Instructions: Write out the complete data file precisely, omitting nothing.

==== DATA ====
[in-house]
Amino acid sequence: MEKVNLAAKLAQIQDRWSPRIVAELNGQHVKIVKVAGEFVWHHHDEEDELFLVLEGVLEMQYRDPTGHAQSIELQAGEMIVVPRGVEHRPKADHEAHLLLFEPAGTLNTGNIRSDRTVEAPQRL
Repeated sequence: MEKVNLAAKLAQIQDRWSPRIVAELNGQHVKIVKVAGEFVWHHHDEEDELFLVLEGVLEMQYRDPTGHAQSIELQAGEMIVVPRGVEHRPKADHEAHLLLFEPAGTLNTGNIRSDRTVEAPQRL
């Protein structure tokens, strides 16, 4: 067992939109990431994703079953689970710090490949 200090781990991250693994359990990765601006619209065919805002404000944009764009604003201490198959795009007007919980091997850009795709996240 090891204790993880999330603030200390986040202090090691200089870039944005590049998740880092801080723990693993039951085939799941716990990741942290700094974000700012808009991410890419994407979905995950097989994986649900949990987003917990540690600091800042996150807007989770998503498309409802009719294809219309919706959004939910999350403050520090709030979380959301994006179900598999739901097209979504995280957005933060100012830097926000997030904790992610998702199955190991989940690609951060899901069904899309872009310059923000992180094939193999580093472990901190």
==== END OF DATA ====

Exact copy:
[in-house]
Amino acid sequence: MEKVNLAAKLAQIQDRWSPRIVAELNGQHVKIVKVAGEFVWHHHDEEDELFLVLEGVLEMQYRDPTGHAQSIELQAGEMIVVPRGVEHRPKADHEAHLLLFEPAGTLNTGNIRSDRTVEAPQRL
Repeated sequence: MEKVNLAAKLAQIQDRWSPRIVAELNGQHVKIVKVAGEFVWHHHDEEDELFLVLEGVLEMQYRDPTGHAQSIELQAGEMIVVPRGVEHRPKADHEAHLLLFEPAGTLNTGNIRSDRTVEAPQRL
């Protein structure tokens, strides 16, 4: 067992939109990431994703079953689970710090490949 200090781990991250693994359990990765601006619209065919805002404000944009764009604003201490198959795009007007919980091997850009795709996240 090891204790993880999330603030200390986040202090090691200089870039944005590049998740880092801080723990693993039951085939799941716990990741942290700094974000700012808009991410890419994407979905995950097989994986649900949990987003917990540690600091800042996150807007989770998503498309409802009719294809219309919706959004939910999350403050520090709030979380959301994006179900598999739901097209979504995280957005933060100012830097926000997030904790992610998702199955190991989940690609951060899901069904899309872009310059923000992180094939193999580093472990901190």